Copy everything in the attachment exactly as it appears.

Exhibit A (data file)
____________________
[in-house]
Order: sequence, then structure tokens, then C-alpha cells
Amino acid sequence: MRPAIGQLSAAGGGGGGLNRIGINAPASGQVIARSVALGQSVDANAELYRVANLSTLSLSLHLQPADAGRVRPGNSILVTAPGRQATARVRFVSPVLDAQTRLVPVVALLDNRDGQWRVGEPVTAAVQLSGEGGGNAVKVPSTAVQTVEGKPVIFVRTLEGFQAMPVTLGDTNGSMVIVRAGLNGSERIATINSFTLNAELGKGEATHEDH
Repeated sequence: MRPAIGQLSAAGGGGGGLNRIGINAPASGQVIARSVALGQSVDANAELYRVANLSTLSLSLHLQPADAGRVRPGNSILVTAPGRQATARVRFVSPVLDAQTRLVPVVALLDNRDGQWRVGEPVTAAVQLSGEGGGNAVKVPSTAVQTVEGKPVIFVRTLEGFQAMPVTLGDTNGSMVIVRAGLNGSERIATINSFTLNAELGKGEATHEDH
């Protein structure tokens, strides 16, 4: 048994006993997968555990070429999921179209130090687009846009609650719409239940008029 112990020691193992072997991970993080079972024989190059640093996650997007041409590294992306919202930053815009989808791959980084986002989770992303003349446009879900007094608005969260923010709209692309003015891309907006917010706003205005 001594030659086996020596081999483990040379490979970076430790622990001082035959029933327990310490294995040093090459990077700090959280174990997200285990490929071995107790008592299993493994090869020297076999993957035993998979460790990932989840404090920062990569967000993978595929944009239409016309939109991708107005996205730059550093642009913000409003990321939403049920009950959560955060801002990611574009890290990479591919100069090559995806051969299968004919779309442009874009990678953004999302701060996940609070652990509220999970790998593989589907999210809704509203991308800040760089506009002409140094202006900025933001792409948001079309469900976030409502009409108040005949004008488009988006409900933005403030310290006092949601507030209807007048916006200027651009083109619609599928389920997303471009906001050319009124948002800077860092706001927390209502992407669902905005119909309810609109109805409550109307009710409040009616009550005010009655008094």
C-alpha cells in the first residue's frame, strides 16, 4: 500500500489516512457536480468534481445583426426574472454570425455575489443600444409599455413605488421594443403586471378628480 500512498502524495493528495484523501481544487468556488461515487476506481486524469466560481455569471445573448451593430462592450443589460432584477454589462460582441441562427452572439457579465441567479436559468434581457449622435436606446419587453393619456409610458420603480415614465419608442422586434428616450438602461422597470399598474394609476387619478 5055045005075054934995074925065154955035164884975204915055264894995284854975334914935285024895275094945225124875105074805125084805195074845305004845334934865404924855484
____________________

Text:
[in-house]
Order: sequence, then structure tokens, then C-alpha cells
Amino acid sequence: MRPAIGQLSAAGGGGGGLNRIGINAPASGQVIARSVALGQSVDANAELYRVANLSTLSLSLHLQPADAGRVRPGNSILVTAPGRQATARVRFVSPVLDAQTRLVPVVALLDNRDGQWRVGEPVTAAVQLSGEGGGNAVKVPSTAVQTVEGKPVIFVRTLEGFQAMPVTLGDTNGSMVIVRAGLNGSERIATINSFTLNAELGKGEATHEDH
Repeated sequence: MRPAIGQLSAAGGGGGGLNRIGINAPASGQVIARSVALGQSVDANAELYRVANLSTLSLSLHLQPADAGRVRPGNSILVTAPGRQATARVRFVSPVLDAQTRLVPVVALLDNRDGQWRVGEPVTAAVQLSGEGGGNAVKVPSTAVQTVEGKPVIFVRTLEGFQAMPVTLGDTNGSMVIVRAGLNGSERIATINSFTLNAELGKGEATHEDH
């Protein structure tokens, strides 16, 4: 048994006993997968555990070429999921179209130090687009846009609650719409239940008029 112990020691193992072997991970993080079972024989190059640093996650997007041409590294992306919202930053815009989808791959980084986002989770992303003349446009879900007094608005969260923010709209692309003015891309907006917010706003205005 001594030659086996020596081999483990040379490979970076430790622990001082035959029933327990310490294995040093090459990077700090959280174990997200285990490929071995107790008592299993493994090869020297076999993957035993998979460790990932989840404090920062990569967000993978595929944009239409016309939109991708107005996205730059550093642009913000409003990321939403049920009950959560955060801002990611574009890290990479591919100069090559995806051969299968004919779309442009874009990678953004999302701060996940609070652990509220999970790998593989589907999210809704509203991308800040760089506009002409140094202006900025933001792409948001079309469900976030409502009409108040005949004008488009988006409900933005403030310290006092949601507030209807007048916006200027651009083109619609599928389920997303471009906001050319009124948002800077860092706001927390209502992407669902905005119909309810609109109805409550109307009710409040009616009550005010009655008094």
C-alpha cells in the first residue's frame, strides 16, 4: 500500500489516512457536480468534481445583426426574472454570425455575489443600444409599455413605488421594443403586471378628480 500512498502524495493528495484523501481544487468556488461515487476506481486524469466560481455569471445573448451593430462592450443589460432584477454589462460582441441562427452572439457579465441567479436559468434581457449622435436606446419587453393619456409610458420603480415614465419608442422586434428616450438602461422597470399598474394609476387619478 5055045005075054934995074925065154955035164884975204915055264894995284854975334914935285024895275094945225124875105074805125084805195074845305004845334934865404924855484